The Alabama Anti-immigration law will face its first judicial scrutiny today. The United States Department of Justice and multiple other private plaintiffs will present their arguments why HB56 should be temporarily enjoined from going into effect next week until a final trial. Several churches and religious leaders are plaintiffs because of the laws impact on their respective ministries.

Does HB56 infringe on the religious liberty of churches, faith-based organizations and religiously-motivated Good Samaritans? Unequivocally and absolutely. By doing so though, is the First Amendment to the US Constitution violated? It is a close call.

While I certainly believe the law infringes on churches’ and people’s liberty, I have been concerned from the beginning whether the federal courts would provide the necessary protection for those churches.

A fairly unknown case in the late 80’s penned by Justice Scalia dramatically altered religious liberty jurisprudence in the US: Employment Division, Department of Human Resources of Oregon v. Smith. Commonly known as the “Payote case,”  it involved Native Americans and their religious liberty to use “payote.”

Two Native Americans who worked as counselors for a private drug rehabilitation organization, ingested peyote — a powerful hallucinogen — as part of their religious ceremonies as members of the Native American Church. As a result of this conduct, the rehabilitation organization fired the counselors. The counselors filed a claim for unemployment compensation. The government denied them benefits because the reason for their dismissal was considered work-related “misconduct.”

Those Native Americans sued.

Until the Smith decision, the Court operated under the “balancing test” established in Sherbert v. Verner, whereby governmental actions that substantially burden a religious practice must be justified by a “compelling governmental interest.”  In Smith, the Court determined that “generally applicable laws” that only incidentally restrict liberty of “religiously motivated actions” would not necessarily in violate of the First Amendment. In other words, unless the law singled outreligious actions, it could pass constitutional muster.

HB56 is such a “generally applicable law;” it restricts the liberty of everyone not just religious people.

Cornell Law Professor Steve Shiffrin sees this same potential problem but also identifies a possible saving exception:

At first glance, the religious challenge to the law would seem doomed. Employment Division v. Smith held that a generally applicable statute that hits religion does not give rise to a freedom of religion issue. On the other hand, Smith contains an exception for those religion claims that can be combined with another constitutional claim (the hybrid exception). The complaint as filed alleges a number of hybrid rights including association and equality. If the Bishops win on this claim, the case will surely go to the Supreme Court unless the Alabama law is wholly preempted by conflicting federal law.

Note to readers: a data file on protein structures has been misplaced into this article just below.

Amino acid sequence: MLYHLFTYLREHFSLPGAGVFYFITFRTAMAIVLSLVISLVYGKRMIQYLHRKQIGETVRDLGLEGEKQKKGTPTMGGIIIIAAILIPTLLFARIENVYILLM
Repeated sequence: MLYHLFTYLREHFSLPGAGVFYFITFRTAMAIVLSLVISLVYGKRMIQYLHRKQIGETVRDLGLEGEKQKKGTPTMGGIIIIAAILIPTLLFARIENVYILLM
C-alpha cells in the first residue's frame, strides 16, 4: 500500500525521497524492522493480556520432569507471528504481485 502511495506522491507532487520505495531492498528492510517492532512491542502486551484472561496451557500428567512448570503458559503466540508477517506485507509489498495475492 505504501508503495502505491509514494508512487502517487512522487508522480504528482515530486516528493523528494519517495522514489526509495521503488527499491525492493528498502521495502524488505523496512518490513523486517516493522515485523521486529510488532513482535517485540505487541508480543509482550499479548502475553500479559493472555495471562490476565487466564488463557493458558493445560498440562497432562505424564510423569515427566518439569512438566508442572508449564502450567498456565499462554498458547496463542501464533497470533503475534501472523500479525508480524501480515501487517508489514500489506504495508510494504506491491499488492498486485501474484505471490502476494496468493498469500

Missing from the original complaint, however, is an even stronger claim. The Alabama Constitution (one of the longest in the world) specifically refers to and  rejects Employment Division v. Smith (nothing prevents the states from affording more generous religious protection than provided by Smith). I would think this should be added to the original complaint if it has not been done so in the past week.

In the second paragraph, the professor references the Alabama Religious Freedom Amendment (1998) to the Alabama Constitution of 1901. The preamble to the Amendment declares: “Federal and state laws “neutral” toward religion may burden religious exercise as surely as laws intended to interfere with religious exercise.”

I do not believe including a complaint based upon the state amendment would have bolstered the federal case though, as the professor seems to intimate.  Federal courts do not care what additional protections a state may provide its people; federal judges only are concerned whether the state laws fail to meet the minimal standards of the federal constitution. If unsuccesful before this court, perhaps the church leaders should bring a separate suit in a state court, as well.

I present this by way of caution. I am afraid that if the court strictly applies the Smith rationale, it may not find that HB56 violates the First Amendment. Beason, Hammon, and Hubbard will proclaim their vindication if the court decides its is not unconstitutional on First Amendment grounds. However, just because it meets the minimal hurdle of the First Amendment does not mean it does not restrict religious liberty.

Accordingly, whatever the outcome of the today’s litigation, the churches and people of Alabama must continue to oppose this legislation politically and hopefully repeal it.

UPDATE: Reports via Twitter feed show that the judge did not receive the churchmen’s arguments too well.

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